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Russian Genealogy

A vast land for centuries covering Europe and Asia is Russia. Its society has been divided basically into a Russian social unit between peasants and aristocrats. In the 15th century, the Russian state has been distinguished by centralized, generally autocratic rule, strongly dependent upon a service class, the serfs or peasants. Not until the 20th century did a great deal of that system start to break down.

Over the centuries there has been enormous costs to the Russian people during wars and rebellions, famines and epidemics. The fighting involved their neighbors; Sweden, Japan, France and Germany. The Russian soldiers usually came from the village serfs.

The Russian language is a Slavic tongue, an important note in Russian genealogy. Russian has historically been divided among northern, central, and southern dialects and by marked differences between the popular, administrative, and ecclesiastical groups

There were many merchant families, some of them extremely wealthy, but trade in general was not highly valued and was prohibited for those of noble Russian descent. Russian intellectuals, despite attrition through oppression, censorship, and internal conflicts has been of great significance in modern times to help advance and develop the country.

Russians remain deeply attached to their natural environment. A dacha or cottage in the countryside, even if it is a humble cabin, is much sought after and often obtained. Russian literature and art often celebrates the beauty of the land.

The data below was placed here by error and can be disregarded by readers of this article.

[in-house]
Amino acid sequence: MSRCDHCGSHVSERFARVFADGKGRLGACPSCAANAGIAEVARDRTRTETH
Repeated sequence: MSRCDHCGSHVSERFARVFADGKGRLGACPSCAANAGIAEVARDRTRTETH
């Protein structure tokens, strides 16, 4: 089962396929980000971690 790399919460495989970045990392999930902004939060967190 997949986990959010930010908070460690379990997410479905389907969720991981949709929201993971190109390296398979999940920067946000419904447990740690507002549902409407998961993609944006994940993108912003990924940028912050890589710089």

Since most Russians had been peasants, the rural population set the tone of Russian foods. They enjoy a plentiful amount of fish, wild game and poultry. Crops grown would be wheat, barley and rye. They prepare a variety of breads, pancakes, cereals, soups and stews. Their favorite beverages are beer and vodka.

In examining Russian genealogy, Christianity has been a significant aspect of Russian life since 988 A. D. Through church ritual and saintly example, the Russian Orthodox Church promoted such values as love, respect due to parents, the obligation to give alms, and the loathing of suicide.

Prayers and blessings by family elders became deeply embedded in peasant and worker culture over the years. Much of the traditional Orthodox rituals have changed very little over time.

Extended Russian families are common. In the north region there is the large extended family, often numbering more than twenty people in the household. Within all households, whatever their size, parental, especially paternal, authority prevailed over everyone.

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